Lots of people can remember that one track or album that really signified their teenage years, for me it’s ‘Violator.’ Let me tell you why.
Firstly, let me set the scene. I’m 15 and everyone in my local village is wearing leather jackets listening to Motley Crue, Poison and Skid Row. Don’t get me wrong, I loved those early glam rock bands but when my older brother started to play me 80’s tracks with an electronic pulse I thought: ‘Hmm, I think there’s more to music than just ‘Girls, Girls, Girls’ right?’
For the uninitiated, this is what I mean:
Fast forward a couple of years and Depeche Mode release ‘Violator’ a week before my 17th birthday. It gets to No.2 in the UK charts and all the stars align. Friends start getting into the band asking me for mixtapes and I get to wear my own leather jacket à la Dave Gahan lead singer of DM. ‘Personal Jesus’, ‘Enjoy The Silence’, ‘Policy of Truth’ and ‘World in My Eyes’ – four great hits from a sensational album.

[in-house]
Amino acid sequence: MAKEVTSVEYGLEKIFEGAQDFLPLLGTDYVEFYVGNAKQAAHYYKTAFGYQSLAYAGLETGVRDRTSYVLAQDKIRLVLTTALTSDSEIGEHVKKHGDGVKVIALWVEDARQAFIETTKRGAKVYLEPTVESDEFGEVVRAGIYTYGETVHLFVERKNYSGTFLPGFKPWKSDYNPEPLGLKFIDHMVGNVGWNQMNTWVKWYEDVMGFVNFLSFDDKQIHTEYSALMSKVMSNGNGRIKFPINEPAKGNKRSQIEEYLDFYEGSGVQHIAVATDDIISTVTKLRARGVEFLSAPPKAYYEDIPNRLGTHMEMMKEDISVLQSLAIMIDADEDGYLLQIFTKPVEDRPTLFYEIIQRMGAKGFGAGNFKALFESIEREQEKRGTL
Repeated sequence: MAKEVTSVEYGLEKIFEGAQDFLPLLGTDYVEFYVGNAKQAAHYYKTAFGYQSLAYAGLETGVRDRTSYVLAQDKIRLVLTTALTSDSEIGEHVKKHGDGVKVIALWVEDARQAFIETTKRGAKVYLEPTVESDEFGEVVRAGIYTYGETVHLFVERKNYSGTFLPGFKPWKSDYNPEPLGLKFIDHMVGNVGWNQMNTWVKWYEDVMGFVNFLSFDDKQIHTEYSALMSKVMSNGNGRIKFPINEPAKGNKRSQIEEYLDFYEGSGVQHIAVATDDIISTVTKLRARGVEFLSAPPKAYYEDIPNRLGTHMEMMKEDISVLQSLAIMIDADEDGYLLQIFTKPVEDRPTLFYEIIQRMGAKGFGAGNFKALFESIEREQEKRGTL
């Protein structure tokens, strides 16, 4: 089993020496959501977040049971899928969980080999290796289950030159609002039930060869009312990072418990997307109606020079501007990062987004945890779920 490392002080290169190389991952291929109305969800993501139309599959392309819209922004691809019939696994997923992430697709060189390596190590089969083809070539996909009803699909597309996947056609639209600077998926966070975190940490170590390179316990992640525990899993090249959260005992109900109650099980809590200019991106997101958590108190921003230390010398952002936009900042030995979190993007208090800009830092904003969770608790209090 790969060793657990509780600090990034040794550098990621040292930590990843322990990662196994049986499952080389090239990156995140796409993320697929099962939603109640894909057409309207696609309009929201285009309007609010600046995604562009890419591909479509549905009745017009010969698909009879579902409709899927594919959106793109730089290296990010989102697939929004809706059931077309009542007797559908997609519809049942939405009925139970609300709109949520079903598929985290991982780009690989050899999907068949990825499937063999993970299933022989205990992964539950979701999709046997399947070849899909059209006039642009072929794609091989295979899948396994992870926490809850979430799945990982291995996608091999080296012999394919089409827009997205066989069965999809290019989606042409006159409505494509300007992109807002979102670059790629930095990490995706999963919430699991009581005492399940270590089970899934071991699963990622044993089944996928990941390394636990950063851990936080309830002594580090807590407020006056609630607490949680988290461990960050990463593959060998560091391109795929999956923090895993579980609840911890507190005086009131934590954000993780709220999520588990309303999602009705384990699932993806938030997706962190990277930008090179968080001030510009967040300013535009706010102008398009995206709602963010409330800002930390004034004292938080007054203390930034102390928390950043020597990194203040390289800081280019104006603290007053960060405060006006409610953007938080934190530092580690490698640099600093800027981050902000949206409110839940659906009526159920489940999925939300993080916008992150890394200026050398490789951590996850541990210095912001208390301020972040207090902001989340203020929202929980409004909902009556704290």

Take ‘Enjoy the Silence’ for example – surely the greatest pop track of all time? Romantic lyrics forged upon 303 acid loops and delivered through a cracking Anton Corbijn video. Of all their tracks, this one really influenced me – it kickstarted my love affair with dance music, made me join a number of electronic music bands and pushed me to work for Ministry of Sound.
Nowadays, you can spend hours on YouTube unearthing all these documentaries about your favourite bands. As I recently learnt, ‘Enjoy the Silence’ was originally recorded as a ballad that almost didn’t make it on the album. In a last ditch attempt to revive the track, producer Flood and Alan Wilder remixed it for the dancefloor overnight and played it to the rest of the band in the morning. The rest is history. Those kind of stories amaze me.
I haven’t spoken about the other tracks on the album but they are equally fantastic, equally bizarre. You have to love the attention to sonic detail on this album and here’s why. Want to test your brand new sound system, car amp or stadium PA? Put this album on and press ‘play’ – it will sound #mazeballs.
Ok I’d better wrap up now as I’m sounding too much like an hysterical DM fan. My interest in Depeche Mode sort of faded shortly after Alan Wilder left – I never really felt they were firing on all cylinders after ‘Songs of Faith and Devotion’. Still, I did have the good fortune of interviewing Alan a couple of years back but I never did summon the courage to thank him for album and explain how important it was to me.
Well, Alan, if you’re listening. This one’s for you…
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